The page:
In almost any context, the number 0 looks bad. That's particularly true when it refers to U.S. nonfarm payrolls, which the U.S. Labor Department today said were unchanged for the month of August. Economists had forecast an increase of 65,000, hardly a great number in itself. If there is any consolation to be found in the reading, it's that a strike by Verizon Communications Inc. workers accounted for 48,000 lost jobs.

The no-change reading adds to evidence that the U.S. economy, which was already showing signs of slowing, was knocked off balance by the mid-summer wrangling in Washington over raising the federal borrowing limit and the downgrade by Standard & Poor's of the U.S.'s AAA credit rating.

There were a slew of other bummer numbers in the report. The unemployment rate was unchanged at 9.1 percent. It was the fifth straight monthly reading higher than 9 percent. Economists figure the U.S. needs to add about 200,000 jobs a month to make a significant dent in unemployment.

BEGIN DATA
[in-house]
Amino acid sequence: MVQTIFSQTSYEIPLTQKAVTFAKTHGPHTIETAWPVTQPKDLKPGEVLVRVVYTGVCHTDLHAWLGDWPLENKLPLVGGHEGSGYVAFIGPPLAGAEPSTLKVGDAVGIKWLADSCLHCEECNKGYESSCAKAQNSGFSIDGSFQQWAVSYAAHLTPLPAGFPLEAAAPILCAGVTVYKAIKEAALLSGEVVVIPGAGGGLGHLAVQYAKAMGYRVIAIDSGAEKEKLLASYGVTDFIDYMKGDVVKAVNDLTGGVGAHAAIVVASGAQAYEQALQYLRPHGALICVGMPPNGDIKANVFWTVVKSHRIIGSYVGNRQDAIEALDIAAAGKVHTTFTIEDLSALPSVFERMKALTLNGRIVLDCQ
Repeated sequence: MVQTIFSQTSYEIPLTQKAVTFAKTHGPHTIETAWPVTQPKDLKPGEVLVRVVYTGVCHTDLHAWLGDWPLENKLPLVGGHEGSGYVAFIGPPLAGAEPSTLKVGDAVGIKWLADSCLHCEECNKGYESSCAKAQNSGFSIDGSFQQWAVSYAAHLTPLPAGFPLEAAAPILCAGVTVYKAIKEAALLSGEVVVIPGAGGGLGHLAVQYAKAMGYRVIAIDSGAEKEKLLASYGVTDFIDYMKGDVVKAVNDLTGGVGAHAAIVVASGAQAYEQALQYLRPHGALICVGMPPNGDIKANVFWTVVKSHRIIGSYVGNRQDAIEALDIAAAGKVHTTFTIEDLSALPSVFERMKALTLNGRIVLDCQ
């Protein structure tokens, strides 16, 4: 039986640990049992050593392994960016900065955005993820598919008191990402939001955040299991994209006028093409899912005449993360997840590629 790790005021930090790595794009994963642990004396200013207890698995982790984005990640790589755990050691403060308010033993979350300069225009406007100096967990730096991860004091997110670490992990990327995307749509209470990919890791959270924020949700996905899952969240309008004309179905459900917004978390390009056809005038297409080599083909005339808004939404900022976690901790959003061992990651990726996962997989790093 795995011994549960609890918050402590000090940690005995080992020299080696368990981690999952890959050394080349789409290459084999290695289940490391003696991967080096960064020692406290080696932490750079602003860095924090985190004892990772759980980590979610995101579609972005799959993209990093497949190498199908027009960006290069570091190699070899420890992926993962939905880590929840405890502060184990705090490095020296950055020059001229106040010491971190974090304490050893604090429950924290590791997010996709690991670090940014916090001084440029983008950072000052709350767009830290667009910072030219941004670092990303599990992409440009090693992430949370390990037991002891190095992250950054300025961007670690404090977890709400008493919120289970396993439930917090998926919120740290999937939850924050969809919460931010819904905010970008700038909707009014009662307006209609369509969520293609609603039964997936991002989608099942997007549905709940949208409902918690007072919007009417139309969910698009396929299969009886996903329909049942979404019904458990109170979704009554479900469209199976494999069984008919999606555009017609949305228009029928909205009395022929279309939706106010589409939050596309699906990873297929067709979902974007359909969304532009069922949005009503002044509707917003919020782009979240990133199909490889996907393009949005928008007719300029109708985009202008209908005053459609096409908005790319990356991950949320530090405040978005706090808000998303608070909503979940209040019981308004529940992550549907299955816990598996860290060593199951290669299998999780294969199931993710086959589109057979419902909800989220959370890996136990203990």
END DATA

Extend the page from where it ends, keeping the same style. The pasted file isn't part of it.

Hiring by private employers was barely up, checking in at 17,000 compared with economists' forecasts of 95,000. The number of hours that employees spent on the job declined, as well. Those people who were working took home smaller paychecks.

President Barack Obama has scheduled a speech before a joint session of Congress on Sept. 8. and is expected to propose several measures to boost jobs. There's one other number he might have in mind when he speaks: His approval rating as of Aug. 31 stood at 44 percent, close to the lowest of his presidency, according to poll figures compiled by

(James Greiff is a member of the Bloomberg View editorial board)